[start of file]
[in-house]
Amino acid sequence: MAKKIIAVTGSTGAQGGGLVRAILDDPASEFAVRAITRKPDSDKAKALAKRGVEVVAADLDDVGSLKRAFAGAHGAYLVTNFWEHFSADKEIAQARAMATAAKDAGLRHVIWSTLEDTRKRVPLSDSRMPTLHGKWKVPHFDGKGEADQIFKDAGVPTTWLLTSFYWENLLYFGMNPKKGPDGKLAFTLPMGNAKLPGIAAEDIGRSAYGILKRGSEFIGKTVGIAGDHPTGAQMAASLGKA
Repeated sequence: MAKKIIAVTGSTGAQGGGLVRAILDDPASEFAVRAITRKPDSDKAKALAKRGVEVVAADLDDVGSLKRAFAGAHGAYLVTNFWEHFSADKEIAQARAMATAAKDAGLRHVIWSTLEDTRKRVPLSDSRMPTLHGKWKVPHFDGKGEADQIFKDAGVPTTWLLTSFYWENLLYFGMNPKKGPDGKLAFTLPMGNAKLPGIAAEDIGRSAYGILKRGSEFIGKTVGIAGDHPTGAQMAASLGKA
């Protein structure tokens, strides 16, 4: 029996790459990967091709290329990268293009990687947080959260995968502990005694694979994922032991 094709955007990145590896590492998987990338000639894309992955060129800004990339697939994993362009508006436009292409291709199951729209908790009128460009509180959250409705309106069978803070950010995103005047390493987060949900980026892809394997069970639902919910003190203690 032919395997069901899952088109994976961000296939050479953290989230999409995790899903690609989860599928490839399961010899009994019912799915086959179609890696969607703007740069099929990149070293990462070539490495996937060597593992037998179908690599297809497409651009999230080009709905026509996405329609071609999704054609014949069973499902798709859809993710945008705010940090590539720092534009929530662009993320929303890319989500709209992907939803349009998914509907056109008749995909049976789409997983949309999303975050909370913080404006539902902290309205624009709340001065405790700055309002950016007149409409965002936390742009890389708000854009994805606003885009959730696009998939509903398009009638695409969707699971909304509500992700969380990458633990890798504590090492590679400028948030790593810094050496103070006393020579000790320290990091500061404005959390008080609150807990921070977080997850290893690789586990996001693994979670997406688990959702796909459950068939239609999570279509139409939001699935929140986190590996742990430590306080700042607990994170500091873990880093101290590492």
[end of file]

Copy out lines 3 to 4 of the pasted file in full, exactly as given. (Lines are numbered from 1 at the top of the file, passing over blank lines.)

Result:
Repeated sequence: MAKKIIAVTGSTGAQGGGLVRAILDDPASEFAVRAITRKPDSDKAKALAKRGVEVVAADLDDVGSLKRAFAGAHGAYLVTNFWEHFSADKEIAQARAMATAAKDAGLRHVIWSTLEDTRKRVPLSDSRMPTLHGKWKVPHFDGKGEADQIFKDAGVPTTWLLTSFYWENLLYFGMNPKKGPDGKLAFTLPMGNAKLPGIAAEDIGRSAYGILKRGSEFIGKTVGIAGDHPTGAQMAASLGKA
């Protein structure tokens, strides 16, 4: 029996790459990967091709290329990268293009990687947080959260995968502990005694694979994922032991 094709955007990145590896590492998987990338000639894309992955060129800004990339697939994993362009508006436009292409291709199951729209908790009128460009509180959250409705309106069978803070950010995103005047390493987060949900980026892809394997069970639902919910003190203690 032919395997069901899952088109994976961000296939050479953290989230999409995790899903690609989860599928490839399961010899009994019912799915086959179609890696969607703007740069099929990149070293990462070539490495996937060597593992037998179908690599297809497409651009999230080009709905026509996405329609071609999704054609014949069973499902798709859809993710945008705010940090590539720092534009929530662009993320929303890319989500709209992907939803349009998914509907056109008749995909049976789409997983949309999303975050909370913080404006539902902290309205624009709340001065405790700055309002950016007149409409965002936390742009890389708000854009994805606003885009959730696009998939509903398009009638695409969707699971909304509500992700969380990458633990890798504590090492590679400028948030790593810094050496103070006393020579000790320290990091500061404005959390008080609150807990921070977080997850290893690789586990996001693994979670997406688990959702796909459950068939239609999570279509139409939001699935929140986190590996742990430590306080700042607990994170500091873990880093101290590492």